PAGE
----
Classically, a Likert scale was composed of the sum of many Likert items (ordinal ratings of the amount of agreement with a statement), where all the items were equally valid. Today the term sometimes is used synonymously with 'ordinal rating scale' (which may be based on only 1 item).

A Likert scale is a measurement instrument commonly used in questionnaires that is intended to assess the strength of a person's attitude or belief. The original theory pertained to the sum or average of many Likert items (individual questions) that all measured the same construct, and where the responses to each item were a set of ordered categories from "strongly disagree" to "strongly agree" with some number of intermediate response levels in between. Today, the term is often used to refer to any ordinal rating scale.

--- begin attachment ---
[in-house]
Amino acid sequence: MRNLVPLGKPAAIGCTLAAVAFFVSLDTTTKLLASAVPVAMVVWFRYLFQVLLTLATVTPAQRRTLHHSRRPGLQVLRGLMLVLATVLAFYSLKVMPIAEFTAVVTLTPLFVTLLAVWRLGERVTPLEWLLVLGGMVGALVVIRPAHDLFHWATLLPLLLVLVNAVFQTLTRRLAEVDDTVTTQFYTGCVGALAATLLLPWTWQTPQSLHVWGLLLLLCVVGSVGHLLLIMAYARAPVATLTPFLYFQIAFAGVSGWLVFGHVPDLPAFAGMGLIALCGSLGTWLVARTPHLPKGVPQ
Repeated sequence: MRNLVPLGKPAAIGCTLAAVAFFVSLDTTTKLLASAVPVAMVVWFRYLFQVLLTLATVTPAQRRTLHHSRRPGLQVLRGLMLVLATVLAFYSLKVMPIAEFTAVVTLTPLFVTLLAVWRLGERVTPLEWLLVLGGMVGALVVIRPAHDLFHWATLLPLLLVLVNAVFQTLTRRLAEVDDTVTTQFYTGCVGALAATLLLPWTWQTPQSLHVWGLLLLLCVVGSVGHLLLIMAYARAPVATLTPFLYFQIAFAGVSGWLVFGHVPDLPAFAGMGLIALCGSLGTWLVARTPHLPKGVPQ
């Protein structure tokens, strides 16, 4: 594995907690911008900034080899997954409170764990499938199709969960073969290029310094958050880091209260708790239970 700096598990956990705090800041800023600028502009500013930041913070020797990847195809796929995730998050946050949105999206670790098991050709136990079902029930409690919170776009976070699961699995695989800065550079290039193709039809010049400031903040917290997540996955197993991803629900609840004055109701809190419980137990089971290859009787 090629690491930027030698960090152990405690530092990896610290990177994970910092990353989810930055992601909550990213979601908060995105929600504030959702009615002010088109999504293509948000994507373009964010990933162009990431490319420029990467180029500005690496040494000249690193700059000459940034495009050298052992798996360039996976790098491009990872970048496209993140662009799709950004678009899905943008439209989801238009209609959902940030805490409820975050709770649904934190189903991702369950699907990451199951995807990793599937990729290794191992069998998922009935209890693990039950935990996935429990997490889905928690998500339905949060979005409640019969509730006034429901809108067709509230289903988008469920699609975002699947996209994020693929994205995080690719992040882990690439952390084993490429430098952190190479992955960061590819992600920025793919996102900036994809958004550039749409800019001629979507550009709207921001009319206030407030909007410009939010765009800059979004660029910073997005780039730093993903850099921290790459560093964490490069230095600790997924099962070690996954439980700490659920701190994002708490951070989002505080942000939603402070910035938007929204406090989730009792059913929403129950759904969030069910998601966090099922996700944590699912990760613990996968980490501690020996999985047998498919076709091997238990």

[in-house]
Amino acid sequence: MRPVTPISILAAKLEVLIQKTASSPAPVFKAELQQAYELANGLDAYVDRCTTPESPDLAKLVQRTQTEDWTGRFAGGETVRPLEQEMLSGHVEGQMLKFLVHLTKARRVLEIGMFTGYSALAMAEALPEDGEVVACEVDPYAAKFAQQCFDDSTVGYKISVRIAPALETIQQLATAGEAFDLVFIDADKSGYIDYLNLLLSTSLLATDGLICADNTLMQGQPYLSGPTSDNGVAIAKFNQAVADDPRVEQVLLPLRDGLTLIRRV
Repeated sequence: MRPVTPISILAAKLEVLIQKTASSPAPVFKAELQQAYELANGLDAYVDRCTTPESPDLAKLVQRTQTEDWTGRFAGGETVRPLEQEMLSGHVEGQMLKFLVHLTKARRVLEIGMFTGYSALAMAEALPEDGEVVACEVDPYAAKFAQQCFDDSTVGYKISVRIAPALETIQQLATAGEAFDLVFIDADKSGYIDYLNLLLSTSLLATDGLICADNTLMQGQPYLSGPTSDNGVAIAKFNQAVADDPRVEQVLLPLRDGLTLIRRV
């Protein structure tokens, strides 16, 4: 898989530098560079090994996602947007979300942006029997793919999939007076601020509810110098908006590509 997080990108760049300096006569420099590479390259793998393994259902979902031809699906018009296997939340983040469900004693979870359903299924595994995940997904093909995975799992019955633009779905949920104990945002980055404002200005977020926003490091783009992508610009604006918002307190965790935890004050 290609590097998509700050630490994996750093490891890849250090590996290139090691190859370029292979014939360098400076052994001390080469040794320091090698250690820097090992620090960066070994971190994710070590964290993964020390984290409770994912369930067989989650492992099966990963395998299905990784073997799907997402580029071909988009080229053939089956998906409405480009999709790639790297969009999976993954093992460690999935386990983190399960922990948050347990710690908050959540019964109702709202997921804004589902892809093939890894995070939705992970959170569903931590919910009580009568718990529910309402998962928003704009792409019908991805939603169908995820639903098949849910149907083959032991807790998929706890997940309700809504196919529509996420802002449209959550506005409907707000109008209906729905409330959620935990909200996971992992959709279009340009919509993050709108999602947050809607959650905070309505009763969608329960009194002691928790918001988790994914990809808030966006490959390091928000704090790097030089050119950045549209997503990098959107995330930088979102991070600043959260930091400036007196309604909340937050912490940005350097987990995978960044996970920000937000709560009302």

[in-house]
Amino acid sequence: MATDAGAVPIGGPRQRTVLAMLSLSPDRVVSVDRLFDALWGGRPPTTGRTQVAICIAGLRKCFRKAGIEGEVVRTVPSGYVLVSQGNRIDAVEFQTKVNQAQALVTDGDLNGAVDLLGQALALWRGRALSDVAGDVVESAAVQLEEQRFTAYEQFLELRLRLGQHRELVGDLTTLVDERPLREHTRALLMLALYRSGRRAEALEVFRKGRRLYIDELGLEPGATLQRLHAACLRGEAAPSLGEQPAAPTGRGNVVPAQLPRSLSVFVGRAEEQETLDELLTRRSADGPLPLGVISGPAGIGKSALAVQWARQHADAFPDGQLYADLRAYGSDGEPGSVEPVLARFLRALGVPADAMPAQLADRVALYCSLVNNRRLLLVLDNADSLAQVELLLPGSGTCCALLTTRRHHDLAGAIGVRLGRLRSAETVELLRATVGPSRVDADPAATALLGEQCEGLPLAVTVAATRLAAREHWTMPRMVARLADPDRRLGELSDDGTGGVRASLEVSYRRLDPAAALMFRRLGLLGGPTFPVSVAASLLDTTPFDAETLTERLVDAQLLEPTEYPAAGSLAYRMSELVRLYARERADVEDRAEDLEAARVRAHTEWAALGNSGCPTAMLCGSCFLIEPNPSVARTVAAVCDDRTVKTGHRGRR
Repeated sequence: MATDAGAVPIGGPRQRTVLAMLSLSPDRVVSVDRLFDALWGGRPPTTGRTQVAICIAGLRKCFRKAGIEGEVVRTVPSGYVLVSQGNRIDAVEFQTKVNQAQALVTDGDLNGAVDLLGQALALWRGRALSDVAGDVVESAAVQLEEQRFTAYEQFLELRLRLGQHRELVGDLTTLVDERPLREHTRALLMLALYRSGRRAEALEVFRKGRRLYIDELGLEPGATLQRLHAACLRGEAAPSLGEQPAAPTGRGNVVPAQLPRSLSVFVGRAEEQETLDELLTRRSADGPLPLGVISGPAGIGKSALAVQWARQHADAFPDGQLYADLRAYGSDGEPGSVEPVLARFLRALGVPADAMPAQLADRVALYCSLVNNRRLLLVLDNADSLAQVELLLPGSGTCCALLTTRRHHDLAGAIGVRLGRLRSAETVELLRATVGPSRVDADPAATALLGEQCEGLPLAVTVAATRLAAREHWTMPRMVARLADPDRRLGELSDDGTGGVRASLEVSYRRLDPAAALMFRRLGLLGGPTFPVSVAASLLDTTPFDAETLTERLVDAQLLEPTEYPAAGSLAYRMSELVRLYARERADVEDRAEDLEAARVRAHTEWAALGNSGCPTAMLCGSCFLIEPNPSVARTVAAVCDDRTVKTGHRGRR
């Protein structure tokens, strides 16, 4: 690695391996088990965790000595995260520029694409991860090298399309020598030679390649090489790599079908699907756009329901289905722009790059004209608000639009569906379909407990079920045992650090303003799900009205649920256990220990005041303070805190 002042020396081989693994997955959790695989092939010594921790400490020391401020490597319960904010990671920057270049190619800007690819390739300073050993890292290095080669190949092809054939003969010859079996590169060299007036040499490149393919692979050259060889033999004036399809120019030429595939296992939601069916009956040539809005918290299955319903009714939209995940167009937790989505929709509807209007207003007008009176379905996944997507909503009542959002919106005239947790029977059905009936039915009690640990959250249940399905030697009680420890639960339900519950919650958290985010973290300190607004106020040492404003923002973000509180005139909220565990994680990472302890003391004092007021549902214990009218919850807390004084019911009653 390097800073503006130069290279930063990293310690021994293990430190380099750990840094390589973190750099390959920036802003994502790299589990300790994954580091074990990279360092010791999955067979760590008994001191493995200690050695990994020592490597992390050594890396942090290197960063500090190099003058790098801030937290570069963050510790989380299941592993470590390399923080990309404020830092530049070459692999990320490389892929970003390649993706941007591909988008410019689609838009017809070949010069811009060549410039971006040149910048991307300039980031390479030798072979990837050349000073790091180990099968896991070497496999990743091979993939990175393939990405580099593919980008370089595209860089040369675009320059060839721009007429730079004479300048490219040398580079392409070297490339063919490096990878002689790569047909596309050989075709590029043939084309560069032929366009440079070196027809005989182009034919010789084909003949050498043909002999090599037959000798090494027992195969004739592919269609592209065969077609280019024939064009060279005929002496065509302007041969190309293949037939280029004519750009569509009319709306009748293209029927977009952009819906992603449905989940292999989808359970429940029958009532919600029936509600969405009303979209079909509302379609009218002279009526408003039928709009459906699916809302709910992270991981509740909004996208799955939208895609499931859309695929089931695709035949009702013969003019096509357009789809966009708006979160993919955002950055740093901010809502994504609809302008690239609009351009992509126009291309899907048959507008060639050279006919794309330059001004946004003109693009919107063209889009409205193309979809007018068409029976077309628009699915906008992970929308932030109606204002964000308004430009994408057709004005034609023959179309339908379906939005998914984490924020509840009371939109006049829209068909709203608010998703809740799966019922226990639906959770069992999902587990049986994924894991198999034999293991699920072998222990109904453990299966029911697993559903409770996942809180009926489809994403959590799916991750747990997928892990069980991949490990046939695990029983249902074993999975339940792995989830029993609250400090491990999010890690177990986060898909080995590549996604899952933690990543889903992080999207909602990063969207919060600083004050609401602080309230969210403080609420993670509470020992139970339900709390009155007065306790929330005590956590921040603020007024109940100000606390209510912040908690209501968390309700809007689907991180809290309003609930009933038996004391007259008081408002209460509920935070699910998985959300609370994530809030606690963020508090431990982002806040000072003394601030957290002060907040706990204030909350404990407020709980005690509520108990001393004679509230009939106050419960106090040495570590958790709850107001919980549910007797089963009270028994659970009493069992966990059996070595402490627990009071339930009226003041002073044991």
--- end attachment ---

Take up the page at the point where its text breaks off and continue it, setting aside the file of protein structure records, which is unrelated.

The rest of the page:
A prototypical Likert item might be:

I often wonder about ____________.  

        Strongly       Disagree       Neither agree        Agree       Strongly
        disagree                      nor disagree                      agree  

From the perspective of the theory of levels of measurement, there has been a long-running debate regarding whether it is proper to consider Likert data to be interval level, or only ordinal.

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